Session 8
The development of tourism in historical perspective

Influences on local Alpine communities and the learning outcomes for today

Session 8
Alpine tourism has proven to be a powerful promotor of economic and societal change in many regions. From the 19th century beginnings of modern tourism until today, different development paths have been taken, such as elite spa and sports tourism, the “invention” of the winter season bringing millions of skiers to the Alps each year, opening new ways for economic growth while also generating new socioecological risks, or the creation of national parks, an attempt to harmonize protection goals with tourism marketing. The session’s aim is to trace long-term developments by evaluating different regional case studies on Alpine tourism in Austria and Switzerland. This evaluation will guide a discussion on what lessons can be learned for recent development strategies and the social, economic and ecological sustainability of Alpine communities.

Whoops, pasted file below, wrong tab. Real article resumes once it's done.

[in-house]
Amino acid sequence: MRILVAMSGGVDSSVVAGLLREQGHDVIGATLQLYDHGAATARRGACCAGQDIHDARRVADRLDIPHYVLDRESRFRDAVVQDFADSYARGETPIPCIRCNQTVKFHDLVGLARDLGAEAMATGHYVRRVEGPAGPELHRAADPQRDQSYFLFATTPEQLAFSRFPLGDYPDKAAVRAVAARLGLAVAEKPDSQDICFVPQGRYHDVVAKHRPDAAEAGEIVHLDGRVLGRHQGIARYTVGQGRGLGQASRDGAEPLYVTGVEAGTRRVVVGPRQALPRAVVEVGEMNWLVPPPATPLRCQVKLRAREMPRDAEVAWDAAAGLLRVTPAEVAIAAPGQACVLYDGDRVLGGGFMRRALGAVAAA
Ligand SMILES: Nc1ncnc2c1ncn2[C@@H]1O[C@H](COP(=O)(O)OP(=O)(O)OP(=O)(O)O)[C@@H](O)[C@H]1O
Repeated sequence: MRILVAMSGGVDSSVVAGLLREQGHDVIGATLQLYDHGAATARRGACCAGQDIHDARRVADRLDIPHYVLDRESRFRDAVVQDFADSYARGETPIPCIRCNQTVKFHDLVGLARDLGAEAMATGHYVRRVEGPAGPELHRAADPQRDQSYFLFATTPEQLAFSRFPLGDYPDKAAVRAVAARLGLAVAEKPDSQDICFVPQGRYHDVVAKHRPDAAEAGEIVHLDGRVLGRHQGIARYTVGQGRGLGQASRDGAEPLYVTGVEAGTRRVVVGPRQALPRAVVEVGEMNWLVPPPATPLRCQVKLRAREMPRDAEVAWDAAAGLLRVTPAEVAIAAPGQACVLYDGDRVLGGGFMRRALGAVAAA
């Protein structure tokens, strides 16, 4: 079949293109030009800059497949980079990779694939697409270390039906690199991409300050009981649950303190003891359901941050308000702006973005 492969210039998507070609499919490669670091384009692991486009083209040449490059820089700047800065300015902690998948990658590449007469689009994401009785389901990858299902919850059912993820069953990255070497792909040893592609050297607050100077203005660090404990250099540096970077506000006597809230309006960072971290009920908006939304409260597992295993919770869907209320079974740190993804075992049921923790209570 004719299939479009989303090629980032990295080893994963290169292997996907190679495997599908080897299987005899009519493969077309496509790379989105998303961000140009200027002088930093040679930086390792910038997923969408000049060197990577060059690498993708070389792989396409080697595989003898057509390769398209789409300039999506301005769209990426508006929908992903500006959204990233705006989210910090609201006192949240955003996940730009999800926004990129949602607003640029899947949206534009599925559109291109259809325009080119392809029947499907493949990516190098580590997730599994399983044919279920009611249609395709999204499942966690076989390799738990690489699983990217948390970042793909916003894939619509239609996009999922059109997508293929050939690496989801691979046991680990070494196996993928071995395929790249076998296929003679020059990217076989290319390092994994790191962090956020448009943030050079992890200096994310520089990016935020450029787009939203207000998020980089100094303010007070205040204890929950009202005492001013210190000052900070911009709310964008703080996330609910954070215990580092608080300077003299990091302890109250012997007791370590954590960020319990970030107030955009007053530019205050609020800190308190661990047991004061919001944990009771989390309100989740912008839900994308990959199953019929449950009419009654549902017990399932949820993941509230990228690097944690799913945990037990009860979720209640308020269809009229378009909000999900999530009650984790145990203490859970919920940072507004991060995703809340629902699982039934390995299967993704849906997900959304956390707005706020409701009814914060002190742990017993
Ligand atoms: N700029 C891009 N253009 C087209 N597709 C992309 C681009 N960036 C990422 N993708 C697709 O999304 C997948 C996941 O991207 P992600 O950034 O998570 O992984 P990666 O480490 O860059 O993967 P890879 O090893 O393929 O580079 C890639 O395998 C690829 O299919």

Design of session and forms of presentation
Three papers and comment:

  • Chair: Martin Knoll (University of Salzburg)
  • Christian Rohr (University of Bern): Societal change in 19th century Swiss tourist spots. Evidence from the travel handbooks by Murray and Baedeker (1830s to 1914)
  • Robert Groß (Alpen-Adria-University Klagenfurt/Vienna/Graz): Portraying the technological transformation of the Alps. Winter tourism history mirrored in picture postcards from Vorarlberg
  • Katharina Scharf (University of Salzburg): Urbanizing Alpine tourism. The hybrid nature of tourism in the Austrian Bundesland Salzburg
  • Jon Mathieu (University of Lucerne): Comment

Organisers: Institute of History, Section of Economic, Social and Environmental History, University of Bern
Contact: Christian Rohr

Tourist information, Sitzungssaal